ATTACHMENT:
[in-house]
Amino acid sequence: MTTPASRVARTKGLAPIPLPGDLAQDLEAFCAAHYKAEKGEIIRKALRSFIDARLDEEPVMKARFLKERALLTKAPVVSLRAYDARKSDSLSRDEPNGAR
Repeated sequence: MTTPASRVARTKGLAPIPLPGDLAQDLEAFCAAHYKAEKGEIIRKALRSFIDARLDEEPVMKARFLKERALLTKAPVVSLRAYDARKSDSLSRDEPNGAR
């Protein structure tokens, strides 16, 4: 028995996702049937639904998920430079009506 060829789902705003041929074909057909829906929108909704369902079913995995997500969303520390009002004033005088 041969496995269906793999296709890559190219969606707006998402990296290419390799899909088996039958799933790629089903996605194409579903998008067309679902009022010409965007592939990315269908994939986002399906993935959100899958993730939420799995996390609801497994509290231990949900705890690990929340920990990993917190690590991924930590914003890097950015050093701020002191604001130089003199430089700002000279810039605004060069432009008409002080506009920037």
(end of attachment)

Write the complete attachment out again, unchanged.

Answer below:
[in-house]
Amino acid sequence: MTTPASRVARTKGLAPIPLPGDLAQDLEAFCAAHYKAEKGEIIRKALRSFIDARLDEEPVMKARFLKERALLTKAPVVSLRAYDARKSDSLSRDEPNGAR
Repeated sequence: MTTPASRVARTKGLAPIPLPGDLAQDLEAFCAAHYKAEKGEIIRKALRSFIDARLDEEPVMKARFLKERALLTKAPVVSLRAYDARKSDSLSRDEPNGAR
């Protein structure tokens, strides 16, 4: 028995996702049937639904998920430079009506 060829789902705003041929074909057909829906929108909704369902079913995995997500969303520390009002004033005088 041969496995269906793999296709890559190219969606707006998402990296290419390799899909088996039958799933790629089903996605194409579903998008067309679902009022010409965007592939990315269908994939986002399906993935959100899958993730939420799995996390609801497994509290231990949900705890690990929340920990990993917190690590991924930590914003890097950015050093701020002191604001130089003199430089700002000279810039605004060069432009008409002080506009920037």